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Air France strike ends, group has low-cost plans

Air France pilots called off on Sunday a two-week strike that had cost the airline more than 280 million euros ($355 million), despite continued deadlock with managers over the development of the firm's low-cost operations.

The pilots launched their strike in an effort to force Air France's Franco-Dutch parent Air France-KLM to revise plans to expand its low-cost brand, Transavia, fearing that the project would erode their own pay and conditions.

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Sia Kambou | AFP | Getty Images

However, they came under increasing pressure to return to work, with France's Socialist prime minister, Manuel Valls, denouncing on Friday the pilots' "egotism".

"It is our duty as union representatives to know when to end a strike, when we know there will not be any progress," the main Air France pilot union SNPL said.

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"We are asking pilots to resume flying, knowing that tensions are inevitable, to allow for the climate to calm down."

After the strike was called off, Air France said it planned to speed up the development of Transavia, which it believes is vital for the well-being of the company at a time when myriad low-cost airlines are taking root across Europe.

"This ending of the conflict reinforces the company's determination to makes its economic model evolve in order to cement its leadership," Air France said in a statement.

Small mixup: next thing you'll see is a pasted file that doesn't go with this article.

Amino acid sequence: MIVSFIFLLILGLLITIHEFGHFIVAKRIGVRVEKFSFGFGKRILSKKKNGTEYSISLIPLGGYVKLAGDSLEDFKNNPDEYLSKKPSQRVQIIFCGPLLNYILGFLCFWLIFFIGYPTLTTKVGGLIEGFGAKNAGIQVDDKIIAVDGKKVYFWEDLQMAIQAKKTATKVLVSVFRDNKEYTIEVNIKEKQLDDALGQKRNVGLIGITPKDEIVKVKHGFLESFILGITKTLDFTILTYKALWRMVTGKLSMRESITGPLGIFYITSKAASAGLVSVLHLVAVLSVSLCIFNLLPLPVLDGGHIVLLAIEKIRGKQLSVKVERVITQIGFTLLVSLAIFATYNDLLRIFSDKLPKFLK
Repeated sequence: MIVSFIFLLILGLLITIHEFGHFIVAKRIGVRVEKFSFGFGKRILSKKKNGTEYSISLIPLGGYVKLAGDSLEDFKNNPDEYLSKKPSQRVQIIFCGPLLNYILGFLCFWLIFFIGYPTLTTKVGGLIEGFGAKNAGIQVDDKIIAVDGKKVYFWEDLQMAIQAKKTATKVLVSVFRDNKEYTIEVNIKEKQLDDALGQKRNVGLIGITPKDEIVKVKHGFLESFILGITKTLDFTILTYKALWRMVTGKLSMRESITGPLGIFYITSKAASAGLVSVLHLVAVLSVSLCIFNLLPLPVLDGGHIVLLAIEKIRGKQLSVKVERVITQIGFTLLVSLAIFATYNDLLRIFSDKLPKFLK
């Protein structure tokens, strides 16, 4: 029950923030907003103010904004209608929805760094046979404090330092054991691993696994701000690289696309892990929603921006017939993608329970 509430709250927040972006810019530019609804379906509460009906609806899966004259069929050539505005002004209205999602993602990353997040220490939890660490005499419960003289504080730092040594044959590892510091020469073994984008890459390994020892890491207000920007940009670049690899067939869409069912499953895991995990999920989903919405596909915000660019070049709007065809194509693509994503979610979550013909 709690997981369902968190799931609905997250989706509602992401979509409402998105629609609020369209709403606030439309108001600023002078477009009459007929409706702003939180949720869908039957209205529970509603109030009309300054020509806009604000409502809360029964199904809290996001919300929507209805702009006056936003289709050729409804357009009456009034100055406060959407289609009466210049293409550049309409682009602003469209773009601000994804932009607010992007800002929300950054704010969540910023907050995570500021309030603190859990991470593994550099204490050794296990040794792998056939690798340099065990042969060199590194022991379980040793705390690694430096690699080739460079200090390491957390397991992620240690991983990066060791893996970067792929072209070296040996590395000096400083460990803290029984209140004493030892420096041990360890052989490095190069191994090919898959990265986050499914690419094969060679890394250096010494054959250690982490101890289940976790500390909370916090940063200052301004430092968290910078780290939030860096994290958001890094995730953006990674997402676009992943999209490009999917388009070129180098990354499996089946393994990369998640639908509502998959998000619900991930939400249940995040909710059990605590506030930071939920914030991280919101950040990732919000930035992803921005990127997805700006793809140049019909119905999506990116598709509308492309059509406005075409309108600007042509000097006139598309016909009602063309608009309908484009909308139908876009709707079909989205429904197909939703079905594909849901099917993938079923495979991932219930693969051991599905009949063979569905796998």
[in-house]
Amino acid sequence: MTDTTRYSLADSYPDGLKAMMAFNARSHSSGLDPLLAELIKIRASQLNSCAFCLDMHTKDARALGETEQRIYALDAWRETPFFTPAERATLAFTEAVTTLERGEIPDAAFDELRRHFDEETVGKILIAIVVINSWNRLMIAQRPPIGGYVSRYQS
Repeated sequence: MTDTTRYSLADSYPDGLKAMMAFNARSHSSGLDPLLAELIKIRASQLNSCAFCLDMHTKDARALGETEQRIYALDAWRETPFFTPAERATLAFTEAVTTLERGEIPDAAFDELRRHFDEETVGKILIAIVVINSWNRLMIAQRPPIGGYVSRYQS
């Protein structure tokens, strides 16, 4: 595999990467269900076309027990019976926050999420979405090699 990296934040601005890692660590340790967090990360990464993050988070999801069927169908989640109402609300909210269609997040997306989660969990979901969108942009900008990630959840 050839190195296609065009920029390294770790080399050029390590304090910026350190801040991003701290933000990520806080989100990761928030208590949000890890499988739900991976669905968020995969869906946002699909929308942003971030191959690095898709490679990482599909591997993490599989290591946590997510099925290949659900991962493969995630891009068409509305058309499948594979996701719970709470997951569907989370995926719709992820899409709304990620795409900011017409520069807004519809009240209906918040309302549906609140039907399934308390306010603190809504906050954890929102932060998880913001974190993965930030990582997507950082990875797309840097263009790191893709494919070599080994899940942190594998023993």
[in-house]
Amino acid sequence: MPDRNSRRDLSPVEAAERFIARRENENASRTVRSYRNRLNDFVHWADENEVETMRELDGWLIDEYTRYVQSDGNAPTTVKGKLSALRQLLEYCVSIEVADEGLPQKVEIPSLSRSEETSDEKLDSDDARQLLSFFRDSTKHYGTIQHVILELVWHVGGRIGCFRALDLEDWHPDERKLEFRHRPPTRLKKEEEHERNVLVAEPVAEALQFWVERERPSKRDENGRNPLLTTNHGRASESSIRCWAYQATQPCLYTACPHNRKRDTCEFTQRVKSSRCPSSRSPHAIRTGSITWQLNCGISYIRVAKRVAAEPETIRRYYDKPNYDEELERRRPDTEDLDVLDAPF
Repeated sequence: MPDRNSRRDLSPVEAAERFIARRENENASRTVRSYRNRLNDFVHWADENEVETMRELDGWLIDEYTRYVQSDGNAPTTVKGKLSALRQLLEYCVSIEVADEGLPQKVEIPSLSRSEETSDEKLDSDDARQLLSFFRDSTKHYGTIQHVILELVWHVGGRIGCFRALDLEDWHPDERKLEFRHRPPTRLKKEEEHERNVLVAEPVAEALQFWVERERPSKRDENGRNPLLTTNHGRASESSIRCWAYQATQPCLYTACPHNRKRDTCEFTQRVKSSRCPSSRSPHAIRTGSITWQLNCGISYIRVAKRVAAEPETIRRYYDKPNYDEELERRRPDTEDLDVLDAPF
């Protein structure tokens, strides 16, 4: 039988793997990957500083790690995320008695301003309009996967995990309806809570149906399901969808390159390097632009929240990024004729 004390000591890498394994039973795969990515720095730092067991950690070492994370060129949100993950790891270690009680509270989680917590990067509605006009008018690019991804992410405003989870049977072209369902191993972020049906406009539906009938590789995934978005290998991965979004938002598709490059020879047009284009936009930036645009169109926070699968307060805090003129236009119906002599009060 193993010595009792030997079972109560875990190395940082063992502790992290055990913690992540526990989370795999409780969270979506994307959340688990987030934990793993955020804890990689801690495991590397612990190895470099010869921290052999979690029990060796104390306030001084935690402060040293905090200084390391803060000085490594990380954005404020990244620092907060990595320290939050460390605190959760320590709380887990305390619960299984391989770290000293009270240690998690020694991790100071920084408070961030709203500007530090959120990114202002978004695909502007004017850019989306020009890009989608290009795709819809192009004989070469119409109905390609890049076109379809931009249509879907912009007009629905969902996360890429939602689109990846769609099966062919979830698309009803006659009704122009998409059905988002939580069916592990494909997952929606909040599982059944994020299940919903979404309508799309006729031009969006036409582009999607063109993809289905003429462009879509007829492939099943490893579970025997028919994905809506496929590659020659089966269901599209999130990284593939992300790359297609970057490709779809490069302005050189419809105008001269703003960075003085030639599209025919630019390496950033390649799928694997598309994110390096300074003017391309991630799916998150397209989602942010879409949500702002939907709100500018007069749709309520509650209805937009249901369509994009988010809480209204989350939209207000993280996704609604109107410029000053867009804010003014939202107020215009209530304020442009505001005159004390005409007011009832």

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It added that the project would create 1,000 jobs in France, including 250 pilot jobs.

The walkout has grounded up to 60 percent of flights in recent days and Air France said services already cancelled on Sunday and Monday because of the strike would remain closed, with a progressive return to normal only expected from Tuesday.

Facing growing price pressure, Air France announced this month that it planned to beef up Transavia, more than doubling passenger numbers to 20 million by 2017 and developing a significant part of the business outside France.

The French pilots had tried to convince the company to offer the same contracts to those flying for Transavia as it gives its own pilots, regardless of where they were based. The airline said this was incompatible with the low-cost model.

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The dispute highlighted discrepancies in wages, labour conditions and welfare coverage between European countries which are theoretically part of a single market for goods and services, but in fact compete with each other for jobs.

Air France said it regretted that in spite of lengthy negotiations with the unions, including 15 hours of talks on Saturday, an agreement had not been reached.

Valls called on all involved to "reconquer trust" and resume the airline's development "notably through its subsidiary Transavia France which represents an obvious asset in the high-growth market of low-cost" airline travel.

The government is a 16 percent shareholder in the group and sits on the board.